What makes a child do well in school? The obvious answers are a terrific school, well-run lessons, skilled teachers, and a creative curriculum.
At Alice Smith, we have high expectations of all, we believe in knowing each student as an individual and equipping them appropriately for their own futures. In preparing young people for the ‘international’ world, it is vital that we provide them with the opportunities to develop informed aspirations for the future, confidence in their own abilities, useful transferable skills, up to date knowledge and an understanding of the melting pot of cultures and belief systems that they will encounter in their further education and future careers. But what else does a student need to succeed?
There is growing evidence that character traits such as resilience, persistence, optimism and courage actively contribute to improved academic grades and success. In her recent article in the Independent newspaper (14th January 2014), Hilary Wilce defines six key qualities that parents can foster in their children that will help them do their very best in school. These are:
1. Joie de vivre
The ability to love and appreciate life might sound wishy-washy in the hard world of exam results, but love and security feed a host of qualities that great learners need. These include the ability to be open and receptive, to be willing and to feel connected.
Meanwhile, cultivating an attitude of appreciation means being able to enjoy the journey of learning, wonder at nature, relish a good story, feel good about achievements, and enjoy the companionship of the classroom. All of which, in turn, feed confidence, excitement and curiosity back into the learning loop.
For years, resilience has been known to be essential for great learning. Martin Seligman, the US psychology professor who has studied this extensively, has shown that it helps children think more flexibly and realistically, be more creative and ward off depression and anxiety.
Resilient children give things a try. They understand that learning has plenty of setbacks and that they can overcome them. Resilient children talk to themselves differently from non- resilient ones, and don't turn mistakes into catastrophes ("I've failed my maths test, it's a disaster. I'll never get maths!").
Instead, they look at a wider, more positive picture ("Ugh, that was a horrible test, and I messed up, but I didn't do enough work. Next time I'll do more revision, and it'll probably be a better paper as well").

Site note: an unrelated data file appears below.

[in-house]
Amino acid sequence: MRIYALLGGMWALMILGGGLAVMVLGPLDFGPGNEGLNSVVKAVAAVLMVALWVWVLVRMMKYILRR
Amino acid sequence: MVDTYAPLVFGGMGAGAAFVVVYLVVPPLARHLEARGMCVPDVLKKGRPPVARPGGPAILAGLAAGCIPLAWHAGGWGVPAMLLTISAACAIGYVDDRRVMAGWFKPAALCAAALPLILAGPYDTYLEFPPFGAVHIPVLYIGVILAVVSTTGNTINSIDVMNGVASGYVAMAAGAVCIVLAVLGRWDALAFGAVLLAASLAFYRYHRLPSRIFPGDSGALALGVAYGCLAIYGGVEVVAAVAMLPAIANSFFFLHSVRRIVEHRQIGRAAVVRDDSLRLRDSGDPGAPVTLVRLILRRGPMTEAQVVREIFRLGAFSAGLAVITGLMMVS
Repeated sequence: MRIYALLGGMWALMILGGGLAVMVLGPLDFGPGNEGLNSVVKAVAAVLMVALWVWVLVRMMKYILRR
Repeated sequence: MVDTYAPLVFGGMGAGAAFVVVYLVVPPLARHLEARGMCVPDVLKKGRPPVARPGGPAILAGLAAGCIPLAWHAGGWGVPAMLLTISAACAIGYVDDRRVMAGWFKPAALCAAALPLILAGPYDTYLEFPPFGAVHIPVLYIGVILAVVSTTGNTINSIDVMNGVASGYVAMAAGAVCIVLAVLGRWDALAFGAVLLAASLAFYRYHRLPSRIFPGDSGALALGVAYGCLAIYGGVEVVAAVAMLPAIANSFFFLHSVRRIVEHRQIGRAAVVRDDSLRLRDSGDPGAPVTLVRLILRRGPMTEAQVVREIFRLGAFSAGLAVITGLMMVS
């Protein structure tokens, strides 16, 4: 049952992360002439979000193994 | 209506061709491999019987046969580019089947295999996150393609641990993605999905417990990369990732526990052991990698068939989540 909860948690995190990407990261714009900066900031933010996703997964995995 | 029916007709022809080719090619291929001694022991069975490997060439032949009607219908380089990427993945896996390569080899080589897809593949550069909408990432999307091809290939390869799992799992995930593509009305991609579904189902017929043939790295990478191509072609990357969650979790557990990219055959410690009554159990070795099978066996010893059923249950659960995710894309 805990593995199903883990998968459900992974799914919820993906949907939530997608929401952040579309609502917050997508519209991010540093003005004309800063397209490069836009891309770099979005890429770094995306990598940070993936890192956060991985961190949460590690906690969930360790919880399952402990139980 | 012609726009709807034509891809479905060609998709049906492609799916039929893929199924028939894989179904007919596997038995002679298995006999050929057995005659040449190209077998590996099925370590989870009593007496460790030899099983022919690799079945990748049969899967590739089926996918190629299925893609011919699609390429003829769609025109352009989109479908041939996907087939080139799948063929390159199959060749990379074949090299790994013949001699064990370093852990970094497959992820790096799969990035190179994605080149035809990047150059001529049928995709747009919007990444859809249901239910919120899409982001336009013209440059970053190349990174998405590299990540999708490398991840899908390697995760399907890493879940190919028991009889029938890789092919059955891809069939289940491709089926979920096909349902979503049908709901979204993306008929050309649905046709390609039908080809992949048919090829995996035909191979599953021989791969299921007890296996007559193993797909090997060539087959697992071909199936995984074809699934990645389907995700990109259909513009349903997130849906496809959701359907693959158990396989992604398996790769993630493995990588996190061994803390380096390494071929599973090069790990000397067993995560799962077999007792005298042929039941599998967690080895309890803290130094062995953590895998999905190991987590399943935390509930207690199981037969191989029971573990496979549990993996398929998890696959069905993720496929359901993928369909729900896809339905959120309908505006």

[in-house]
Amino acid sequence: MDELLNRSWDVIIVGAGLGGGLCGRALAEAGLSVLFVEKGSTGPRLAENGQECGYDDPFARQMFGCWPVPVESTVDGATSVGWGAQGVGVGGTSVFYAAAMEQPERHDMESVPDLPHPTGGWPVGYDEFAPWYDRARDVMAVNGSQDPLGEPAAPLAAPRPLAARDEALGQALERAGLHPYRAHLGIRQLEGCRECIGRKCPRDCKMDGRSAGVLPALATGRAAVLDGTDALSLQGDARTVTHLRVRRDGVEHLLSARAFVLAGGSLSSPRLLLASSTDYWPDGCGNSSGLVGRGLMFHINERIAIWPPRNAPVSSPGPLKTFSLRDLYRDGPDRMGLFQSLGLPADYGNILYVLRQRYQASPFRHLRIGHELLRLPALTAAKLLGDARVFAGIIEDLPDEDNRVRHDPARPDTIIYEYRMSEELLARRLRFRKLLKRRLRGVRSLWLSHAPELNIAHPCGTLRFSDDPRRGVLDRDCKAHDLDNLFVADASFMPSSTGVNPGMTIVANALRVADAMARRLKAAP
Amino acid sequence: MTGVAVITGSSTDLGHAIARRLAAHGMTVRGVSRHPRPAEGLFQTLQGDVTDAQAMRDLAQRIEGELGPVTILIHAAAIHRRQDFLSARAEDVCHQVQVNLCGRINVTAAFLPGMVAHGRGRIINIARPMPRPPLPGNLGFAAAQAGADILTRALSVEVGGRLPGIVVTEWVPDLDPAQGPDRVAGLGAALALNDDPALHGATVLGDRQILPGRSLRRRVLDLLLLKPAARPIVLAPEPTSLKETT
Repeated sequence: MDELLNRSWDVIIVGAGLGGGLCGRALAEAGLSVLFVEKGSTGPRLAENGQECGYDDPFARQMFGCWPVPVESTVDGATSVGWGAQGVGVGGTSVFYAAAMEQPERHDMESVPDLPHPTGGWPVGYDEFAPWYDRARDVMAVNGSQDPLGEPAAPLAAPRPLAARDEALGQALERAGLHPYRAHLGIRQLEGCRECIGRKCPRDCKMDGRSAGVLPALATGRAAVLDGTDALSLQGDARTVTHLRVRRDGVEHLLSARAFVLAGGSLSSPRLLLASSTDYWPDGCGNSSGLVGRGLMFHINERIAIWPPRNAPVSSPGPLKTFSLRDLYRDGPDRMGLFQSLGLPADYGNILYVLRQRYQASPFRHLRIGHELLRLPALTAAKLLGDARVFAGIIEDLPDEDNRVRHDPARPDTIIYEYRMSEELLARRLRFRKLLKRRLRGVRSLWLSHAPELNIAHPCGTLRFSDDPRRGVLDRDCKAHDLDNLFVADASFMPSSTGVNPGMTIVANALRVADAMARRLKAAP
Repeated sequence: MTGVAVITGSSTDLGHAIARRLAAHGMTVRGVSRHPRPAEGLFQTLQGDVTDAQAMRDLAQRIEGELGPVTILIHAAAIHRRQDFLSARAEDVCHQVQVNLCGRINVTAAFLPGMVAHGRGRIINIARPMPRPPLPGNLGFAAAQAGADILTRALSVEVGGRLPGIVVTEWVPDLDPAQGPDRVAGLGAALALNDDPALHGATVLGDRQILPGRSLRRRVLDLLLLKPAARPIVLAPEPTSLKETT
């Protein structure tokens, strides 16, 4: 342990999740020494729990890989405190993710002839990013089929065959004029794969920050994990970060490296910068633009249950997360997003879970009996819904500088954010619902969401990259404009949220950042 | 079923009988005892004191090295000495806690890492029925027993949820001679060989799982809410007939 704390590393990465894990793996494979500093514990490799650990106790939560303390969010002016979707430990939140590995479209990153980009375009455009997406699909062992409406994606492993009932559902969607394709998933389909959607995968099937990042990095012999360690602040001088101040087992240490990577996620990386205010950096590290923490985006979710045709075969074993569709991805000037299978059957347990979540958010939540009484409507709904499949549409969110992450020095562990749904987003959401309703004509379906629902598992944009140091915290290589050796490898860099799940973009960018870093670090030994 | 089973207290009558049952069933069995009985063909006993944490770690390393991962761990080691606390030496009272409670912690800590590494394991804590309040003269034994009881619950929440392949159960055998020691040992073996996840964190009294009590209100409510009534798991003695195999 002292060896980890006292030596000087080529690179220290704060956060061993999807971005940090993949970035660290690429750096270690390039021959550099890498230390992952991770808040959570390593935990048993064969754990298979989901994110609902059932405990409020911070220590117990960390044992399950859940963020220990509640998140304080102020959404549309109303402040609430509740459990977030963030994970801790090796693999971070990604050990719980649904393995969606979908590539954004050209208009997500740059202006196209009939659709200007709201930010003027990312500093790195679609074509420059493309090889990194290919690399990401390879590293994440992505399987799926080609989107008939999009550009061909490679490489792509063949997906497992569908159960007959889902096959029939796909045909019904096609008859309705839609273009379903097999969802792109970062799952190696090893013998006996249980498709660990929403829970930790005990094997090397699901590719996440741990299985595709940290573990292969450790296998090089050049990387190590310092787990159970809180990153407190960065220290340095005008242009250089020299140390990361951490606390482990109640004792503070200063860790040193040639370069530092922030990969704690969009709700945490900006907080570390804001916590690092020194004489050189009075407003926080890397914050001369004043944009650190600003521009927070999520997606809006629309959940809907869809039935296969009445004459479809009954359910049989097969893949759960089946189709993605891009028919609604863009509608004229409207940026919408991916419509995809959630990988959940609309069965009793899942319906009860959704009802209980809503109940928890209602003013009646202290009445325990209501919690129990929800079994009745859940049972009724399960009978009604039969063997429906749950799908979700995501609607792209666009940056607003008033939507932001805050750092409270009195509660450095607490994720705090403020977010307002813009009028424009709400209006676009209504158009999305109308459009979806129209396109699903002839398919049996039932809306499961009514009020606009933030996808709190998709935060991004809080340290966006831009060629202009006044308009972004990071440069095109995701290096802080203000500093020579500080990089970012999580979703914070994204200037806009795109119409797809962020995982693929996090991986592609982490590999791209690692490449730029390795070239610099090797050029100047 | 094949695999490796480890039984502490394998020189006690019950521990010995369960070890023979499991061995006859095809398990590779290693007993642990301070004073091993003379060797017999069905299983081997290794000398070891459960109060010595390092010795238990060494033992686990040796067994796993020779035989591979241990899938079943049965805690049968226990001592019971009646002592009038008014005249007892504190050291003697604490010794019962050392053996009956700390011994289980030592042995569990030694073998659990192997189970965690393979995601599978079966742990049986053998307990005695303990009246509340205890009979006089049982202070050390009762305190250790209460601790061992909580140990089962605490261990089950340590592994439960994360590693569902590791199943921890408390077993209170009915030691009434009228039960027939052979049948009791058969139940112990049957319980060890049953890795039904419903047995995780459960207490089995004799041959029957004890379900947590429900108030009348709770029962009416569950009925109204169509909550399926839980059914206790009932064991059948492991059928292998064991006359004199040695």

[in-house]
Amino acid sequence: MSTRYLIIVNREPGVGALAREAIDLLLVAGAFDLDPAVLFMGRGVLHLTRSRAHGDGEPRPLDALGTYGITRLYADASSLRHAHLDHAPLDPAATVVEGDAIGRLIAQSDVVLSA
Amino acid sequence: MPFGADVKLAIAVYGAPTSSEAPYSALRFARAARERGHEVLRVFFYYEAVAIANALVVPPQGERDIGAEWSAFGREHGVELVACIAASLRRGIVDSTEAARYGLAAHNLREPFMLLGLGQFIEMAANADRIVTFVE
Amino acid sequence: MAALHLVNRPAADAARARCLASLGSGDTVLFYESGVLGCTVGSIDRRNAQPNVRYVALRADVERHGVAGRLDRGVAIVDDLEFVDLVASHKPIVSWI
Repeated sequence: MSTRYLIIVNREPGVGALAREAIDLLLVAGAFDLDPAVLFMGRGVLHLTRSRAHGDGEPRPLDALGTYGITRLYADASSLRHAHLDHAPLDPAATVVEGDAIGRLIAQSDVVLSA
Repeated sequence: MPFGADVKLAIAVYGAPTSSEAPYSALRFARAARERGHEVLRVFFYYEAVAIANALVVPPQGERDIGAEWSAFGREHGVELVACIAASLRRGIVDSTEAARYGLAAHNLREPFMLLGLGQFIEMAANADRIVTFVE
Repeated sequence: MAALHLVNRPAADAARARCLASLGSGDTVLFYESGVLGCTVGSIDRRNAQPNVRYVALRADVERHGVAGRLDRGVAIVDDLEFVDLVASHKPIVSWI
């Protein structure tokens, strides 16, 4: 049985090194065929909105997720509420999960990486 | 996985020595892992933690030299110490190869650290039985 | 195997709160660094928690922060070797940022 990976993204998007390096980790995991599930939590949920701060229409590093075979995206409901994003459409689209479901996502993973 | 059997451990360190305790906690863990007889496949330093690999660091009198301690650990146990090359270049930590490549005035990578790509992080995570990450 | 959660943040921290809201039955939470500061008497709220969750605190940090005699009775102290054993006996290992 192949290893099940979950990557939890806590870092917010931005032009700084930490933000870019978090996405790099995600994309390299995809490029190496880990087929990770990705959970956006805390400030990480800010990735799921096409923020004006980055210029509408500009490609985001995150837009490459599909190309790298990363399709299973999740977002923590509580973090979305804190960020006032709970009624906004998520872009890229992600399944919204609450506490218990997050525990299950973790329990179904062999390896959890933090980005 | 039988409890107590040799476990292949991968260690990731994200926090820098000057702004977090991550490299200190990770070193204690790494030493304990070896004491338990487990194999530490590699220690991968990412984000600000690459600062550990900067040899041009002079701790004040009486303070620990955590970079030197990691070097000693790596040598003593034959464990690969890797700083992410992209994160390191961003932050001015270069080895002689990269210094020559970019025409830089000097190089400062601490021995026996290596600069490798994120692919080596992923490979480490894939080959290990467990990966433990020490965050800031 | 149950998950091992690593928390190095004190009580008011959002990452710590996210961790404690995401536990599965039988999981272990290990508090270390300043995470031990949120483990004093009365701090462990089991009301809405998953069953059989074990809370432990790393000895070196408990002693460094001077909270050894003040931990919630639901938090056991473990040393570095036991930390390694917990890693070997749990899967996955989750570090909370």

There are many famous pieces of research that show that children's ability to control their impulses appears to lead to better health, wealth and mental happiness in later life. In school, self-discipline is central.
Great learners need to listen, absorb and think. They need to keep going through difficult patches, stick at hard tasks, manage their time well and keep mental focus. Children who bounce about the classroom shouting the first answer that comes into their heads will never be great learners.
Of course, a joyless, overly controlled child will never be one either. Balance matters. All children need is to develop a functioning "internal locus of control".
Honesty matters for great learning because its opposites – deception and self-deception – hinder progress. Great learners don't say "I'm brilliant at science" but, "I'm OK on photosynthesis, but not sure I've mastered atomic structure yet." This attitude needs to start early.
The Pre-schooler who speaks up and asks what a word means in a story, rather than pretending to know, is already on the way to being a skilful learner. Honesty allows children to build good links with teachers and mentors. It grows confidence, attracts goodwill, and gives children an infallible compass with which to steer their learning.
Learning anything – piano, physics, tennis – is about approaching the unknown, and stepping up to new challenges. Great learners are just as frightened of this as others, but can overcome their fear and find focus.
They are able to try, fail, and try again. They can also navigate school life skilfully. Children need moral courage to turn away from distractions and to be willing to be seen as "a geek" if they want to study, while developing courage also helps them to stand their ground through the temptations of the teenage years.
Great learners are kind to themselves. They understand that learning is sometimes hard, and not always possible to get right, but keep a "good" voice going in their heads to encourage themselves on.
A kind disposition also draws other people to them and bolsters their learning through the help and support of others, as well as allowing them to work productively in teams and groups. A kind disposition also feeds listening and empathy, which in turn foster deeper, more complex learning.
All these character qualities are great for learning – and also for life. Research shows that they help people build more confidence, face challenges better, earn more money, have more satisfying careers, build stronger relationships, and keep depression and anxiety at bay.
Hilary Wilce is an education writer, consultant and parent coach. Her latest book is 'Backbone: How to Build the Character Your Child Needs to Succeed'.
Head of Curriculum Team - Languages